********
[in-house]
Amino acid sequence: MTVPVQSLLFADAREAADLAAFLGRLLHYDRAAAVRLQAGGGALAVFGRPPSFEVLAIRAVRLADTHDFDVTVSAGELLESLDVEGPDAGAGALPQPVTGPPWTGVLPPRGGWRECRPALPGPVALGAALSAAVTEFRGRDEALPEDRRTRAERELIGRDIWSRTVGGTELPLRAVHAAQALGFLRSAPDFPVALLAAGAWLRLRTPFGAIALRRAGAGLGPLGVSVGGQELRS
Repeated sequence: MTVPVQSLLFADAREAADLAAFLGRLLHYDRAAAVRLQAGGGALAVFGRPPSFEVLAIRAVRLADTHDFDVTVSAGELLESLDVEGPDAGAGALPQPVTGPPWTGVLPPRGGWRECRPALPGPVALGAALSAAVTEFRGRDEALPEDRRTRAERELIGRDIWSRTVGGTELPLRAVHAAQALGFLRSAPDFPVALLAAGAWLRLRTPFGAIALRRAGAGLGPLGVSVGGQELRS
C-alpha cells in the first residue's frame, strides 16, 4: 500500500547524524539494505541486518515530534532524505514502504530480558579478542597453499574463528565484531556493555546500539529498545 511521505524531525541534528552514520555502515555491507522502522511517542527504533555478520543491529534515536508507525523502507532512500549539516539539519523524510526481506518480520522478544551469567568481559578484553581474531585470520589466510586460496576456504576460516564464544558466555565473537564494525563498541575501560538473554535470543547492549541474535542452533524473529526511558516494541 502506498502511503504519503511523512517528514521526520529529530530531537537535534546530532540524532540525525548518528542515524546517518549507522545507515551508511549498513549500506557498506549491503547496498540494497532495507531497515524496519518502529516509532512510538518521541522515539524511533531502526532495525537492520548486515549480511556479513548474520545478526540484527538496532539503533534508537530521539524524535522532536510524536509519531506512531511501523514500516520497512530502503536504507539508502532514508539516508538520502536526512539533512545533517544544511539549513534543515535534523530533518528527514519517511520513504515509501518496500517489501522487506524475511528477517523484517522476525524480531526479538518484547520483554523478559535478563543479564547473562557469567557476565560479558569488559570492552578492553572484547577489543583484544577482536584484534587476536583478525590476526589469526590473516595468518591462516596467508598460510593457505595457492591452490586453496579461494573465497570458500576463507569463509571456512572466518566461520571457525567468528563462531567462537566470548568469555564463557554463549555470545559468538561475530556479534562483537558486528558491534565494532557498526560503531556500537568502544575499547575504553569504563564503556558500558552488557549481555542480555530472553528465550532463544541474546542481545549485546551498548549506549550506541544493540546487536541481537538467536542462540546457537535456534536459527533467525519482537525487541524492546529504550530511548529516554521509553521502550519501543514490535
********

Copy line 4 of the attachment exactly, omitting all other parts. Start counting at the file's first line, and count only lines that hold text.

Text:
C-alpha cells in the first residue's frame, strides 16, 4: 500500500547524524539494505541486518515530534532524505514502504530480558579478542597453499574463528565484531556493555546500539529498545 511521505524531525541534528552514520555502515555491507522502522511517542527504533555478520543491529534515536508507525523502507532512500549539516539539519523524510526481506518480520522478544551469567568481559578484553581474531585470520589466510586460496576456504576460516564464544558466555565473537564494525563498541575501560538473554535470543547492549541474535542452533524473529526511558516494541 502506498502511503504519503511523512517528514521526520529529530530531537537535534546530532540524532540525525548518528542515524546517518549507522545507515551508511549498513549500506557498506549491503547496498540494497532495507531497515524496519518502529516509532512510538518521541522515539524511533531502526532495525537492520548486515549480511556479513548474520545478526540484527538496532539503533534508537530521539524524535522532536510524536509519531506512531511501523514500516520497512530502503536504507539508502532514508539516508538520502536526512539533512545533517544544511539549513534543515535534523530533518528527514519517511520513504515509501518496500517489501522487506524475511528477517523484517522476525524480531526479538518484547520483554523478559535478563543479564547473562557469567557476565560479558569488559570492552578492553572484547577489543583484544577482536584484534587476536583478525590476526589469526590473516595468518591462516596467508598460510593457505595457492591452490586453496579461494573465497570458500576463507569463509571456512572466518566461520571457525567468528563462531567462537566470548568469555564463557554463549555470545559468538561475530556479534562483537558486528558491534565494532557498526560503531556500537568502544575499547575504553569504563564503556558500558552488557549481555542480555530472553528465550532463544541474546542481545549485546551498548549506549550506541544493540546487536541481537538467536542462540546457537535456534536459527533467525519482537525487541524492546529504550530511548529516554521509553521502550519501543514490535